They come in all sizes and shapes, with all types of backgrounds. Some have money; some do not. Some are philanthropists; others frauds.
But, no owner will surpass the success, the reverence and the flash that Lakers’ owner Jerry Buss brought to Southern California.
Buss passed away after a bitter 16-month battle with cancer early Monday morning, leaving behind a legacy probably never to be matched by any owner in time.
A native of Wyoming, who came from a broken home, Buss was all about industry. He was all about education — a self-made doctoral candidate who ventured off to become a tycoon in real estate.
He was so far ahead of the curve in terms of entertainment and business vision that you knew he had to succeed.
Buss purchased the Lakers in 1979 from someone so polar-opposite, you wondered how they could sit across the table from each other in negotiations.
Jack Kent Cooke may have been a Canadian industrialist, but he was cruel, hostile, relentless and probably universally disliked as the owner of the Lakers, Kings and the Washington Redskins.
Jerry Buss was jovial, fun loving, caring and dynamic. He hired people, let them do their jobs and cared about the bottom line. Not the bottom line as in dollars and cents, but the bottom line of winning.
The roster of Lakers stars is an amazing roll-call of talent and leadership. It is a tribute to the man’s knowledge and his wealth. If the Lakers needed it, he went and got it.
He hired great people to run his team — from Jerry West to Phil Jackson. He groomed longtime employees like Pat Riley and the highly regarded general manager Mitch Kupchak.
He let his people work deals and he closed them. He signed free agents. He sold tradition and loyalty, and made the Lakers a destination point for one and all.
The roster of Lakers legends stretches the length of Rodeo Drive – Kareem Abdul-Jabbar, James Worthy, Jamaal Wilkes, Magic Johnson, Byron Scott, Bob McAdoo, Kobe Bryant, Shaquille O’Neal, Pao Gasol, Dwight Howard.
But he made the little guy feel special, which is why Derek Fisher and Kurt Rambis will always have a place in Lakers fans’ hearts.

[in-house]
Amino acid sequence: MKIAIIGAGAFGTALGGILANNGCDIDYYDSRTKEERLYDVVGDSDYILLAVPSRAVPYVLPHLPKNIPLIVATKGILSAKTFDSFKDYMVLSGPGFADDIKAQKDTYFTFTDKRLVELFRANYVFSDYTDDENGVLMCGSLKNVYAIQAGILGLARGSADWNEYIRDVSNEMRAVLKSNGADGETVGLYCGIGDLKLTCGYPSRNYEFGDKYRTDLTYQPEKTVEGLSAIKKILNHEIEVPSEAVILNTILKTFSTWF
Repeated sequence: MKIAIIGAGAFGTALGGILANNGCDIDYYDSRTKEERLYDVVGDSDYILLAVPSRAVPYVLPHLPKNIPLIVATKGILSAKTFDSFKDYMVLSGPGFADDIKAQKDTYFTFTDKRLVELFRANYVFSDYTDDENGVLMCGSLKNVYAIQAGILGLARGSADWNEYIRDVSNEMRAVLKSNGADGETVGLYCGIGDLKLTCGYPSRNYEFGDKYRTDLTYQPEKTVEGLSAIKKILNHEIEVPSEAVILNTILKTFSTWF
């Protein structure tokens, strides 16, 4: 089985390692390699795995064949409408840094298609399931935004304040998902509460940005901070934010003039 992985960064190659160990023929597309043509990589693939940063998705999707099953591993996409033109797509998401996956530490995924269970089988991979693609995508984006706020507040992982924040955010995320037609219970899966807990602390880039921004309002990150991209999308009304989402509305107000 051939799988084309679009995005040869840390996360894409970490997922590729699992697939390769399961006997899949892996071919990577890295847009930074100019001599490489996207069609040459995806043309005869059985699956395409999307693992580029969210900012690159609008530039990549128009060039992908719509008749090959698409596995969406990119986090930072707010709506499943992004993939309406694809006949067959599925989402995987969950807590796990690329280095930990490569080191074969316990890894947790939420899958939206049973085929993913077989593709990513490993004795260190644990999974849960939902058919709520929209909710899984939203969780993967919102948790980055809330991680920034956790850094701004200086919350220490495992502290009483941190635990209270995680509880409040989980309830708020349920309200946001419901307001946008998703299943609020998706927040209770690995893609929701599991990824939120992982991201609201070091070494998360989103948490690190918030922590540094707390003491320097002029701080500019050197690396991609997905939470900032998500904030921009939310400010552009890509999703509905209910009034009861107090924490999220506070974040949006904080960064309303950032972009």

Lakers basketball in that era was Chick Hearn on radio and television. It was the hatred of Red Auerbach, Boston and those Celtics cigars. It was always the next team to step up to get knocked out.
He was revered and respected by Commissioner Davis Stern and likely condemned by fellow owners who spent wildly, but without his success.
His greatest moments were the nights they raised the trophy and hung the banner. A playboy at heart with women around him everywhere, Buss seldom stood in the spotlight, so the players and coaches could bask in the limelight.
His saddest moment may well have been the press conference when Magic Johnson announced he had HIV, contracted from his lifestyle. His most discouraging moment was when Shaq insulted him when he looked at the owner courtside and whispered “Pay me.”
His most upsetting moment might have been when Kobe asked to be traded. His hardest moment might have been recently when he changed his mind about re-hiring Phil Jackson a third time, knowing in-fighting would follow shortly with son Jim Buss who is currently running the team.
In the end, Jerry Buss’ legacy is 10 championship rings, 16 trips to the finals, Showtime, the Lakers girls and a roster of great players forever thankful for donning the colors of the team.
He was a card player, a riverboat gambler, a showman and an entertainer. He was as astute a businessman as pro sports ever saw. He was a winner.
They should hold a public viewing at the Staples Center, the crown jewel of a building Buss helped get built. The man who made the Great Western Forum special deserves a state-like funeral.
I doubt we will ever see this kind of greatness ever again in pro sports in Southern California. Lakers basketball is him and he made Lakers basketball something special forever.